Rita Varga1, Kristóf Molnár1, Máté Mihály Gulácsi1, Krisztina Nagy2, Angéla Jedlovszky-Hajdú1
1 Departement of Biophysics and Radiation Biology, Laboratory of Nanochemistry, Semmelweis University, 1089, Budapest Nagyvárad tér 4.
2 Department of Oral Biology, Semmelweis University, Nagyvárad tér 4, 1089 Budapest, Hungary
Tissue engineering is one of the most intensively studied fields of medicine. A new direction in medicine is the regeneration of damaged tissue by culturing cells on a host artificial matrix and implanting it back to the damaged area to induce regeneration, trying to restore their original structure and function. For this, there is a constant need for new materials, where cells can adhere and multiply.
Hydrogel fibrous meshes prepared by electrospinning would be ideal materials mimicking the native soft tissue with their high water content and fibrous structure. Poly(amino acid) based hydrogels are emerging materials aiming for bio-medical applications. Their peptide like structure can be easily degraded by enzymes thus their biodegradability is ensured.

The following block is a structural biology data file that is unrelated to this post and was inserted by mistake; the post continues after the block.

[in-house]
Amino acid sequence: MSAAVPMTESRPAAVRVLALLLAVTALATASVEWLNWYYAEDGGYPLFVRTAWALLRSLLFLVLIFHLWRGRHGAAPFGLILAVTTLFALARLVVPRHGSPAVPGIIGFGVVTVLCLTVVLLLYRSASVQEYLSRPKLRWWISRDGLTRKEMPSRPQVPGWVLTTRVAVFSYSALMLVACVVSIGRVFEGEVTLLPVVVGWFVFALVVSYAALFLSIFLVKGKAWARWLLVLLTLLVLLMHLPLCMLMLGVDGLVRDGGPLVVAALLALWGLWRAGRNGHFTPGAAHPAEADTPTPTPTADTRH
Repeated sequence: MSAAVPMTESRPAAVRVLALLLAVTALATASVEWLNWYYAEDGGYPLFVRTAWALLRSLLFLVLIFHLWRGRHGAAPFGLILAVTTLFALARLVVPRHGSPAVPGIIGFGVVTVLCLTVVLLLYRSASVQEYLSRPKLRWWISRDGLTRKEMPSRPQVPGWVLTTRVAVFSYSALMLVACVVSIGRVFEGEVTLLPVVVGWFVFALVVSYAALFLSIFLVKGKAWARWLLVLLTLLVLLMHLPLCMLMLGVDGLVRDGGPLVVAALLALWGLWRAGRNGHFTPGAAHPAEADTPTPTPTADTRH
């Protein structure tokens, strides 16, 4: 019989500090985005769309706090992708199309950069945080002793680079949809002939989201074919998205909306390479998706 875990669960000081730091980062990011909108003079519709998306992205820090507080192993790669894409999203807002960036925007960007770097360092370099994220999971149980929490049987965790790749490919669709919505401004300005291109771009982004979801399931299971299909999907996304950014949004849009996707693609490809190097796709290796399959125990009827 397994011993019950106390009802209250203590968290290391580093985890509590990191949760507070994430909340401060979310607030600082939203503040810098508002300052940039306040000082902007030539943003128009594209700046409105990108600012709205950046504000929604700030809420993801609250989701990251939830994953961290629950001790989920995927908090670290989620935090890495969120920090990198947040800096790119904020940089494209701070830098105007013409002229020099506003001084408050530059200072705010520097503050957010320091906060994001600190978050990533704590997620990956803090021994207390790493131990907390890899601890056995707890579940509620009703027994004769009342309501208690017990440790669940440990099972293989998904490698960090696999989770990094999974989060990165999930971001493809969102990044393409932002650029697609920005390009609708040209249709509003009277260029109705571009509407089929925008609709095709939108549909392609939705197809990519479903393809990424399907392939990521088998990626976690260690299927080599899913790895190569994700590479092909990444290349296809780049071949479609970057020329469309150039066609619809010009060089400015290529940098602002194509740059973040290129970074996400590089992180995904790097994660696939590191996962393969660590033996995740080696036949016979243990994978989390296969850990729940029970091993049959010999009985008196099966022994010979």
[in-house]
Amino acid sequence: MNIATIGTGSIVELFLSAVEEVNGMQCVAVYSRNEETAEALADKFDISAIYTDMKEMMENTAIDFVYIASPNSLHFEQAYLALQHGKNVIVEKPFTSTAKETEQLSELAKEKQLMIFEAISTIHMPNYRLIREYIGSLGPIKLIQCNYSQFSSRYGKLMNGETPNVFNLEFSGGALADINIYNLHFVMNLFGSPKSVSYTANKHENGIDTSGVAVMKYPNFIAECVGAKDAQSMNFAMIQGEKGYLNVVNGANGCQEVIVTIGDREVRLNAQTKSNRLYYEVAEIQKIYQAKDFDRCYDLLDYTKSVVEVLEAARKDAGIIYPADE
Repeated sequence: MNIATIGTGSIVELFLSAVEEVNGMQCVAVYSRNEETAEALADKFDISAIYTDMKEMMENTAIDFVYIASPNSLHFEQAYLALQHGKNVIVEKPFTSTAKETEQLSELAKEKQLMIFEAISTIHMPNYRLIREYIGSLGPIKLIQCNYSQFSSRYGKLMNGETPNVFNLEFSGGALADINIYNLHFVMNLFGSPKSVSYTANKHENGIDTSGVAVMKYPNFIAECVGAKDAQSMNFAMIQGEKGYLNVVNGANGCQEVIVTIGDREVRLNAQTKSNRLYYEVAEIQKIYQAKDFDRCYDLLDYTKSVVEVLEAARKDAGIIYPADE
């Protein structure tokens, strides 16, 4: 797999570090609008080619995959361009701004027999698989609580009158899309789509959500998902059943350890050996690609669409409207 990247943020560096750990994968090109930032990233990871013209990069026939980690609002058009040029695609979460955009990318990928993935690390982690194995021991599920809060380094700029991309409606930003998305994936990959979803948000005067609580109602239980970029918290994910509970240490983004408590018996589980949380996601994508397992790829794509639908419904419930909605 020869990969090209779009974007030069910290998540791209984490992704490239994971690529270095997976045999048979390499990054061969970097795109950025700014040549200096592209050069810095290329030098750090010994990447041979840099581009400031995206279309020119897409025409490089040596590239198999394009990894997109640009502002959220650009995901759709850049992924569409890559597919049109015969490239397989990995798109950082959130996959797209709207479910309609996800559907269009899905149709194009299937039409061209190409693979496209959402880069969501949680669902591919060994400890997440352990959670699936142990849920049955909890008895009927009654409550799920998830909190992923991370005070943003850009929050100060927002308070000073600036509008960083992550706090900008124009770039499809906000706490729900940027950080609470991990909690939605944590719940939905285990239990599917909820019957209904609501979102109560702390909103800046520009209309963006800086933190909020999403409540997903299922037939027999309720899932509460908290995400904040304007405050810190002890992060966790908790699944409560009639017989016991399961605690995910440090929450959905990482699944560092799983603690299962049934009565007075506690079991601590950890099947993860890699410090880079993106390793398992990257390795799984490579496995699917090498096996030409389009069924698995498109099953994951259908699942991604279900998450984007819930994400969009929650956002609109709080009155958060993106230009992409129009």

We optimized the produce of the polysuccinimide (anhydride of poly(aspartic acid)) fibers by electrospinning. In our research we made cross-linked poly(aspartic acid) polymers with hydrolysis, which contain disulphide bonds and 1,4-diaminobutane as cross linkers. FTIR microscopy was used to confirm the chemical structure of the polymers. With SEM we assessed the fibre diameter distribution. We tested the ability of cell to multiply on these artificial tissues on MG63 human osteosarcoma, for 24 and 72 hours with WST 1 reagent.
With the aid of previous studies of the reseach group, crosslinked poly(aspartic acid) nanofibers as artifical tissues were prepared. Via crosslinkers we prevented the hydrogel from dissolving in water. During the test of cell viability we found that, in presence of these membranes the cells can convert the monitoring reagent (WST-1). Hence we have observed, that the artificial tissues are non-toxic for the cells, but we need more experiments to prove, that they are really suitable as scaffolds.
The use of this type of biodegradable implant can be a huge step forward towards tissue regeneration, because the poly(aspartic acid) mesh has desirable chemical, mechanical and biological properties.
Doctoral School: Basic and Translational Medicine
Program: Cellular and molecular biophysics
Supervisor: Angéla Jedlovszky-Hajdú
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